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J Natl Cancer Inst. 2002 Jun 19;94(12):904-15.

Changing area socioeconomic patterns in U.S. cancer mortality, 1950-1998: Part I--All cancers among men.

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1
Division of Cancer Control and Population Sciences, Surveillance Research Program, National Cancer Institute, National Institutes of Health, Bethesda, MD 20892-8316, USA. gopal_singh@nih.gov

Abstract

BACKGROUND:

Area socioeconomic deprivation indices are widely used to monitor health disparities in Europe. However, such indices have not been used in cancer surveillance in the United States. We developed an area socioeconomic index to examine area socioeconomic patterns in all-cancer mortality among U.S. men between 1950 and 1998.

METHODS:

Principal components analysis on 11 census variables was used to develop an area socioeconomic index that was then used to stratify all U.S. counties into one of five socioeconomic categories. The index was linked to 1950-1998 county mortality data to generate annual mortality rates for each area socioeconomic group. Joinpoint regression analysis was used to model mortality trends, and Poisson regression analysis was used to estimate socioeconomic gradients in mortality over time.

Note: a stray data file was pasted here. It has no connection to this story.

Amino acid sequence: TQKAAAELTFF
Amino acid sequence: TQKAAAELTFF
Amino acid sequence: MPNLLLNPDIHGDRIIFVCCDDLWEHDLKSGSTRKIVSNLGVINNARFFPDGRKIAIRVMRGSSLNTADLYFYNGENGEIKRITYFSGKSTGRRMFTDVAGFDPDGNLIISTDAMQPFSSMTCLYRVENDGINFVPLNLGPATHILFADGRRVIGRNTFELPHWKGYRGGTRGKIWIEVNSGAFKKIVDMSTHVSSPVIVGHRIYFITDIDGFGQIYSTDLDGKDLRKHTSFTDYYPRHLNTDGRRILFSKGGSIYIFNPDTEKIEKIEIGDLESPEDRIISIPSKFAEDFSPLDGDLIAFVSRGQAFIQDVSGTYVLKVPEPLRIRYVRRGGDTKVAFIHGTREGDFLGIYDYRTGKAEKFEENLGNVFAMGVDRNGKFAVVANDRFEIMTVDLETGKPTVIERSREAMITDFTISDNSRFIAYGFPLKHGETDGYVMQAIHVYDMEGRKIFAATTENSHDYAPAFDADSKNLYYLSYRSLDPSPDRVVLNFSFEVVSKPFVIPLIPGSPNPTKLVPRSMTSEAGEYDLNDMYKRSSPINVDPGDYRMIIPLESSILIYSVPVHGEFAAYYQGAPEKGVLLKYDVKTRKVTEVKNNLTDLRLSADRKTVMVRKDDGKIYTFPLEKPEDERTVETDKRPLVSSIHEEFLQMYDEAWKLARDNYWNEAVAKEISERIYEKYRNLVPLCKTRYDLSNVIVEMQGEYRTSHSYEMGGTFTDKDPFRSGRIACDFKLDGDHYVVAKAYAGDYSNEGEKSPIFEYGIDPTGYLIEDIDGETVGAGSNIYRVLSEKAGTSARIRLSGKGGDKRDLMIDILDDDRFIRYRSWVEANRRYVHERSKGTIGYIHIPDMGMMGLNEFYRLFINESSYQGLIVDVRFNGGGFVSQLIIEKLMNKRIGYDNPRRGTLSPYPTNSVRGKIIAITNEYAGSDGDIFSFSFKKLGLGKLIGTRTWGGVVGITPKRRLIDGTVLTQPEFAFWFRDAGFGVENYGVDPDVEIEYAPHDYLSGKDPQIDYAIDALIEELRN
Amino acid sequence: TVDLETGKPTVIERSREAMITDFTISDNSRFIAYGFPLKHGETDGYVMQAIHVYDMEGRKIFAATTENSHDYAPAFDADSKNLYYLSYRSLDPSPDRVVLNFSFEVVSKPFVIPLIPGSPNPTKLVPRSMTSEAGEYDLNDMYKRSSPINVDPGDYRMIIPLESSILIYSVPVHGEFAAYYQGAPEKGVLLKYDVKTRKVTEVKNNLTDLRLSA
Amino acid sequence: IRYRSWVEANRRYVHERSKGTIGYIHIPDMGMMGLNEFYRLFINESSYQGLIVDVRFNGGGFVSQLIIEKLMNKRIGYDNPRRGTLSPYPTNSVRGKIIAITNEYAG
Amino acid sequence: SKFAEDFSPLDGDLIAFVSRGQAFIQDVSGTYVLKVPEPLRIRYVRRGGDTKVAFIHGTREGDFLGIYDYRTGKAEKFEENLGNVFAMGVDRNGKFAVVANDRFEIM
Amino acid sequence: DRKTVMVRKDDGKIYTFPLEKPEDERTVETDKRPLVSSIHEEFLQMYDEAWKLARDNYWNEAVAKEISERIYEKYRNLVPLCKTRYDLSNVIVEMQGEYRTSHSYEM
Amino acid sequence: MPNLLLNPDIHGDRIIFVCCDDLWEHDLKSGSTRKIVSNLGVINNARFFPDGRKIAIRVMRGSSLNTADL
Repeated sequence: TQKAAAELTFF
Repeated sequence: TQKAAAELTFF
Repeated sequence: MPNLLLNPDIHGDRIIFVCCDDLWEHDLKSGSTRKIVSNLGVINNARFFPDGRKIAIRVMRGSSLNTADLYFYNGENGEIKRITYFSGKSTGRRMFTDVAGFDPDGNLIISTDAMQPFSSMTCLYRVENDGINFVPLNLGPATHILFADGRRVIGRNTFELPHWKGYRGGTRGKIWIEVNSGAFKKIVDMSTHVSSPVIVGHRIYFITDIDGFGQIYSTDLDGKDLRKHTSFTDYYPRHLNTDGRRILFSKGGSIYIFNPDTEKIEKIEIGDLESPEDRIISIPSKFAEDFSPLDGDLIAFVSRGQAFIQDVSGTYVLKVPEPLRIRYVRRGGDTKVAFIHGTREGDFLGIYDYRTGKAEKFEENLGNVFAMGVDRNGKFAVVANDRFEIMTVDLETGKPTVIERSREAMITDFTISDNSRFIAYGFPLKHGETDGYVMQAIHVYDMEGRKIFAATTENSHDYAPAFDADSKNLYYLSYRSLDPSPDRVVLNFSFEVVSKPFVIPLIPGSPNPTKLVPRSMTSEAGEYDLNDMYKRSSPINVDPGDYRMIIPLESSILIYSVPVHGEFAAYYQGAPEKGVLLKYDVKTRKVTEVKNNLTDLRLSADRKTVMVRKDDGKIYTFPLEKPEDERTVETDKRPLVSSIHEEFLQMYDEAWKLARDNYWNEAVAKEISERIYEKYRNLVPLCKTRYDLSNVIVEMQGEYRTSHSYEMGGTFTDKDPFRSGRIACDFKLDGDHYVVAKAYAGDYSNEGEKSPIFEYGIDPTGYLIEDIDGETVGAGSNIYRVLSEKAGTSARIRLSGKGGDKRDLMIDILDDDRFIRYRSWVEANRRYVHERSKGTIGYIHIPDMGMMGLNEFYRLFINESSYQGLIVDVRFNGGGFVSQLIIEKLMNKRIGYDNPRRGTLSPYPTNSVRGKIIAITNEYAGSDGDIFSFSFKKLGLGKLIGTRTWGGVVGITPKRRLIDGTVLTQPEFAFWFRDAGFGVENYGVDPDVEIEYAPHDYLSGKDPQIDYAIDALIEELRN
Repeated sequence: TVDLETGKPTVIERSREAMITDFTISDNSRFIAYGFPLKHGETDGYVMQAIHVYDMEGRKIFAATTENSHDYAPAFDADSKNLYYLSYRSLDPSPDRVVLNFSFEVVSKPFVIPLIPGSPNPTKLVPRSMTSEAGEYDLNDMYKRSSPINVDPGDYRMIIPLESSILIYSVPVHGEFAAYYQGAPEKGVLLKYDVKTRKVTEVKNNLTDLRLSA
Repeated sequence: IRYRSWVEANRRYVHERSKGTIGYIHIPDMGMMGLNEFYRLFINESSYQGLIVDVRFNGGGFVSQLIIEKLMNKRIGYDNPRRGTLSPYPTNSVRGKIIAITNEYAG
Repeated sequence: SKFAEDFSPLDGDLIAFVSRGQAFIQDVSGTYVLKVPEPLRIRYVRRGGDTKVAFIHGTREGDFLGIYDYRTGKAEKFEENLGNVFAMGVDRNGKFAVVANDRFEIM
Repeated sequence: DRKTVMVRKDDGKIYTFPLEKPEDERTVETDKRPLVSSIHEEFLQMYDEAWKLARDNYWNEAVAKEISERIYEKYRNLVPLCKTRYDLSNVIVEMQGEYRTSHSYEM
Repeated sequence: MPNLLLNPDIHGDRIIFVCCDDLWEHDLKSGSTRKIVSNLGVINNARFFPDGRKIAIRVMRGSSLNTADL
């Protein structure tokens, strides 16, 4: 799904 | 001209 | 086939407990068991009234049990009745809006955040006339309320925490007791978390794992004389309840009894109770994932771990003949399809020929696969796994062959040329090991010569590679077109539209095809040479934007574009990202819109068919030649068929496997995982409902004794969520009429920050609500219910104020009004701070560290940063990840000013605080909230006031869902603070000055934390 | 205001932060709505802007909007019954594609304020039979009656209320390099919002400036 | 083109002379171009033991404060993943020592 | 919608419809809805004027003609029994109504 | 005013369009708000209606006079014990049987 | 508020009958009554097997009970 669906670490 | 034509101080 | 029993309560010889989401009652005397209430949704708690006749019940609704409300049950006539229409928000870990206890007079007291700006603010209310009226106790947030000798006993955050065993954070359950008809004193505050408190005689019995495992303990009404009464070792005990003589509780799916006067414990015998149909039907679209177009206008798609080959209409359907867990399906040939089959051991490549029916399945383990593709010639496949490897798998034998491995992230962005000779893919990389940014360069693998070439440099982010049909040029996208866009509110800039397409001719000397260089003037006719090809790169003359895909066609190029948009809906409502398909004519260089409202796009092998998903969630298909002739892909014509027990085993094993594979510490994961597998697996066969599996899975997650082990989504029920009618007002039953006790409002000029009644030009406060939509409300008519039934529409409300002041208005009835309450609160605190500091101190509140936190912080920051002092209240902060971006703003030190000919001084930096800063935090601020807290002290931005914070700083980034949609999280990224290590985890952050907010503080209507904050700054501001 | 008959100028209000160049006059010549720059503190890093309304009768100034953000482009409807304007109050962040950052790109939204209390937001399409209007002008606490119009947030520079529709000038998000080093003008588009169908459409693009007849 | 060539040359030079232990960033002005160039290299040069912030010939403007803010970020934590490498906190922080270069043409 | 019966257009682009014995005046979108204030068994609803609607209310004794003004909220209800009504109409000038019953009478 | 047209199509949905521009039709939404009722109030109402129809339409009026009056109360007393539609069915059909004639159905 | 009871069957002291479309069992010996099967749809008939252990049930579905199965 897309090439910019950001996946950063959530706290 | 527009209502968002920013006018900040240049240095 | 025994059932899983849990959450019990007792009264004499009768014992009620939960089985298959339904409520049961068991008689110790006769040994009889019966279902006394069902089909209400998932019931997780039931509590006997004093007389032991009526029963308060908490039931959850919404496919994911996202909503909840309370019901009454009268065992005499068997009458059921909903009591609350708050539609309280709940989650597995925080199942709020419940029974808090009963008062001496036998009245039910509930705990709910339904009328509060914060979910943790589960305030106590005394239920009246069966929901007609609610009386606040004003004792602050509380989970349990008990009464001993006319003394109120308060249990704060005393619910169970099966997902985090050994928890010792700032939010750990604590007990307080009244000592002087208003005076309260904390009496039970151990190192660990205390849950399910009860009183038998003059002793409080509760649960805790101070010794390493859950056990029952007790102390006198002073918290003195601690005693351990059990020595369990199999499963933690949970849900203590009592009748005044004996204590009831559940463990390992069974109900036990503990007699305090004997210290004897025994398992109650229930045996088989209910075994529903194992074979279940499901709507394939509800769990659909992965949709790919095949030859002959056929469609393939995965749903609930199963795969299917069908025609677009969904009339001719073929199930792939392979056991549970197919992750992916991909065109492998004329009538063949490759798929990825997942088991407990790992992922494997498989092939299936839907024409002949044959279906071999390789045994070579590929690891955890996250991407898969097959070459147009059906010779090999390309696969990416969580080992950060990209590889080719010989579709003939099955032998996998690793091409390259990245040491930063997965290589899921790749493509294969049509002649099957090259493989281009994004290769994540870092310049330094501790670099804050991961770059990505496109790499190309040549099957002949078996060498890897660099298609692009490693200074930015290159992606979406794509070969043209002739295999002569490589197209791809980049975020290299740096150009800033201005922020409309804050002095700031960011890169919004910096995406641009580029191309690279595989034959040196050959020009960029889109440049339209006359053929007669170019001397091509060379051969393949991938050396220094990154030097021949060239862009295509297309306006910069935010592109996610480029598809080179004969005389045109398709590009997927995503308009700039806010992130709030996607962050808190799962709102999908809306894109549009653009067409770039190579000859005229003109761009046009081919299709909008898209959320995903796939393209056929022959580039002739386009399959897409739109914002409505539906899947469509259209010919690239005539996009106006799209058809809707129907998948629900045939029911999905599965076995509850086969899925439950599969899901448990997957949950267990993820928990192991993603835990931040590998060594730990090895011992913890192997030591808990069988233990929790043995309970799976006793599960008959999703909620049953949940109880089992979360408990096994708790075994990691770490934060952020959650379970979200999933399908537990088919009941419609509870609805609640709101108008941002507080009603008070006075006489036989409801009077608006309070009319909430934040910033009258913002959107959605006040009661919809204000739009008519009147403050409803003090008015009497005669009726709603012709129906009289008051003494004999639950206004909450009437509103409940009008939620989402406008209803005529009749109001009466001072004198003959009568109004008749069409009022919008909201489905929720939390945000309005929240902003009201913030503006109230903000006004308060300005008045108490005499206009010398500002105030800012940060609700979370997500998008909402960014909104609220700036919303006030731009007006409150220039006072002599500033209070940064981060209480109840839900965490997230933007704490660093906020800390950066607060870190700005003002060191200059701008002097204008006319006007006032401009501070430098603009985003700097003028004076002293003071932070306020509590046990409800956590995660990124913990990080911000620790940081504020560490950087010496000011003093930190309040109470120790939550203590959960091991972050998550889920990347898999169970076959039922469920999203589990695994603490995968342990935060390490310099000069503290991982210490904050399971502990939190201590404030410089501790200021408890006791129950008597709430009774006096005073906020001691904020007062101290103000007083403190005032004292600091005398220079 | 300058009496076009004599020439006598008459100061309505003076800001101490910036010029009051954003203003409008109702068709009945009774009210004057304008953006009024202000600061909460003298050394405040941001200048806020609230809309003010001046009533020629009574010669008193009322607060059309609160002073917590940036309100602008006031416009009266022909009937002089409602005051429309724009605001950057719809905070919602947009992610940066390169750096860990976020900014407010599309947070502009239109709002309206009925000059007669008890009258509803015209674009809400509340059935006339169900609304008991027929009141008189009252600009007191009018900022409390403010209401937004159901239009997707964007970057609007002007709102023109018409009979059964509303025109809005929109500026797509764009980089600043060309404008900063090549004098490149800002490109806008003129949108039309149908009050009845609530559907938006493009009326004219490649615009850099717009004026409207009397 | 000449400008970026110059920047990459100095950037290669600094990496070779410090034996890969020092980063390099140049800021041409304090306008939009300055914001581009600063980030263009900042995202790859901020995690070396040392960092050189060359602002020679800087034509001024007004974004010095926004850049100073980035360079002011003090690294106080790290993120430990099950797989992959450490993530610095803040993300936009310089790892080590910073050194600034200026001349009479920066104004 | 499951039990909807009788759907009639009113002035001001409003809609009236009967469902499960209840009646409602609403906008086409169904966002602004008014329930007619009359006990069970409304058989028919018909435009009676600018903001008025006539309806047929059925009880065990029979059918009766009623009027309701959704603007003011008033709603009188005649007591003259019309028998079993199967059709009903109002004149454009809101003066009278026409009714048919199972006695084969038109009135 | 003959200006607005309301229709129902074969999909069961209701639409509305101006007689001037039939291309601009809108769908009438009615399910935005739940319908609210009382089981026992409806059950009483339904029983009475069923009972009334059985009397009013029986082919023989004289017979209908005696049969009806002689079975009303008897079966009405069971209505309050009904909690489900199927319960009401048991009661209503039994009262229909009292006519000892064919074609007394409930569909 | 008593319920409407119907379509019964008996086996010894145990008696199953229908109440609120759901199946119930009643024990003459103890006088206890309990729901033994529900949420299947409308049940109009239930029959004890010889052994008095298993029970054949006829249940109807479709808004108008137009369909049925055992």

RESULTS:

Area socioeconomic patterns in U.S. male cancer mortality changed dramatically between 1950 and 1998. Throughout the 1950s and 1960s, there was a positive socioeconomic gradient, with higher cancer mortality rates in high area socioeconomic groups than in low area socioeconomic groups. For example, in 1950-1952, cancer mortality was 49% (95% confidence interval [CI] = 41% to 59%) greater in the highest area socioeconomic group than in the lowest. The positive gradient narrowed in the 1970s, and by the late 1980s, socioeconomic differences in cancer mortality began to reverse and widen. In 1997-1998, cancer mortality was 19% (95% CI = 11% to 28%) higher in the lowest area socioeconomic group than in the highest. Gradients were steeper for men aged 25-64 years than for men aged 65 years or older.

CONCLUSIONS:

Socioeconomic patterns in male cancer mortality have reversed over time in the United States. Area socioeconomic indices could serve as a powerful surveillance tool for monitoring health disparities in cancer outcomes.

PMID:
12072544
[Indexed for MEDLINE]
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